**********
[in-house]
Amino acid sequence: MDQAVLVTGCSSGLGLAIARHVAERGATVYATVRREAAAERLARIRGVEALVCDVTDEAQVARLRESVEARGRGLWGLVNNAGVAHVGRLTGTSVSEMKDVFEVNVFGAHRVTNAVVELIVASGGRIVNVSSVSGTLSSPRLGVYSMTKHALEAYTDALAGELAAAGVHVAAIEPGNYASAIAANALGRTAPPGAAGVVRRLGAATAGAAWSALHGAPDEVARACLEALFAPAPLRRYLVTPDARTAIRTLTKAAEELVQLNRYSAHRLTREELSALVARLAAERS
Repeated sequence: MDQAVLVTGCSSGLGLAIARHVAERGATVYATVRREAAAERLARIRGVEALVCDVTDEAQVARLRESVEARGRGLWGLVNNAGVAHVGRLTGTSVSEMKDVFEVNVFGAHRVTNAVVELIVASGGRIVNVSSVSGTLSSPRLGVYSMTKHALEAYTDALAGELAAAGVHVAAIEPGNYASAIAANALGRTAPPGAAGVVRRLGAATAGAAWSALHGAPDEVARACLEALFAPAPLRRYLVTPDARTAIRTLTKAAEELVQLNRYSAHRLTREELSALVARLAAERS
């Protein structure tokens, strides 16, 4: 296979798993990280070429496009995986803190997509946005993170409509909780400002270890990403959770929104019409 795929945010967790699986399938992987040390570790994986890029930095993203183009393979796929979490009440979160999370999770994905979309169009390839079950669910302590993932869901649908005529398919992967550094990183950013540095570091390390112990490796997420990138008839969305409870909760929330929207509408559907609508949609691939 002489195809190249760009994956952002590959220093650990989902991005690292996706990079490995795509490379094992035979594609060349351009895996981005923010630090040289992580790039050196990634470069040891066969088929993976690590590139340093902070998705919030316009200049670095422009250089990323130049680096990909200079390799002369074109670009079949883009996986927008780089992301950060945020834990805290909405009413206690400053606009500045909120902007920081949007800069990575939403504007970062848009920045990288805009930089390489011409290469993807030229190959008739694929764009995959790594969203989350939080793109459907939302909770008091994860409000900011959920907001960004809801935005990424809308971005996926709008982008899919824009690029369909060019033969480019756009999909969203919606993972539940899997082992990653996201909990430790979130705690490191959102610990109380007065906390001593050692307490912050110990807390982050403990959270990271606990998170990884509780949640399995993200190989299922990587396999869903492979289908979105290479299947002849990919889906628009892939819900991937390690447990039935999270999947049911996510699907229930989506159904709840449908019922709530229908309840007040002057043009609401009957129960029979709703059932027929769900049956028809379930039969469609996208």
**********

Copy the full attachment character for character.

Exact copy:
[in-house]
Amino acid sequence: MDQAVLVTGCSSGLGLAIARHVAERGATVYATVRREAAAERLARIRGVEALVCDVTDEAQVARLRESVEARGRGLWGLVNNAGVAHVGRLTGTSVSEMKDVFEVNVFGAHRVTNAVVELIVASGGRIVNVSSVSGTLSSPRLGVYSMTKHALEAYTDALAGELAAAGVHVAAIEPGNYASAIAANALGRTAPPGAAGVVRRLGAATAGAAWSALHGAPDEVARACLEALFAPAPLRRYLVTPDARTAIRTLTKAAEELVQLNRYSAHRLTREELSALVARLAAERS
Repeated sequence: MDQAVLVTGCSSGLGLAIARHVAERGATVYATVRREAAAERLARIRGVEALVCDVTDEAQVARLRESVEARGRGLWGLVNNAGVAHVGRLTGTSVSEMKDVFEVNVFGAHRVTNAVVELIVASGGRIVNVSSVSGTLSSPRLGVYSMTKHALEAYTDALAGELAAAGVHVAAIEPGNYASAIAANALGRTAPPGAAGVVRRLGAATAGAAWSALHGAPDEVARACLEALFAPAPLRRYLVTPDARTAIRTLTKAAEELVQLNRYSAHRLTREELSALVARLAAERS
């Protein structure tokens, strides 16, 4: 296979798993990280070429496009995986803190997509946005993170409509909780400002270890990403959770929104019409 795929945010967790699986399938992987040390570790994986890029930095993203183009393979796929979490009440979160999370999770994905979309169009390839079950669910302590993932869901649908005529398919992967550094990183950013540095570091390390112990490796997420990138008839969305409870909760929330929207509408559907609508949609691939 002489195809190249760009994956952002590959220093650990989902991005690292996706990079490995795509490379094992035979594609060349351009895996981005923010630090040289992580790039050196990634470069040891066969088929993976690590590139340093902070998705919030316009200049670095422009250089990323130049680096990909200079390799002369074109670009079949883009996986927008780089992301950060945020834990805290909405009413206690400053606009500045909120902007920081949007800069990575939403504007970062848009920045990288805009930089390489011409290469993807030229190959008739694929764009995959790594969203989350939080793109459907939302909770008091994860409000900011959920907001960004809801935005990424809308971005996926709008982008899919824009690029369909060019033969480019756009999909969203919606993972539940899997082992990653996201909990430790979130705690490191959102610990109380007065906390001593050692307490912050110990807390982050403990959270990271606990998170990884509780949640399995993200190989299922990587396999869903492979289908979105290479299947002849990919889906628009892939819900991937390690447990039935999270999947049911996510699907229930989506159904709840449908019922709530229908309840007040002057043009609401009957129960029979709703059932027929769900049956028809379930039969469609996208």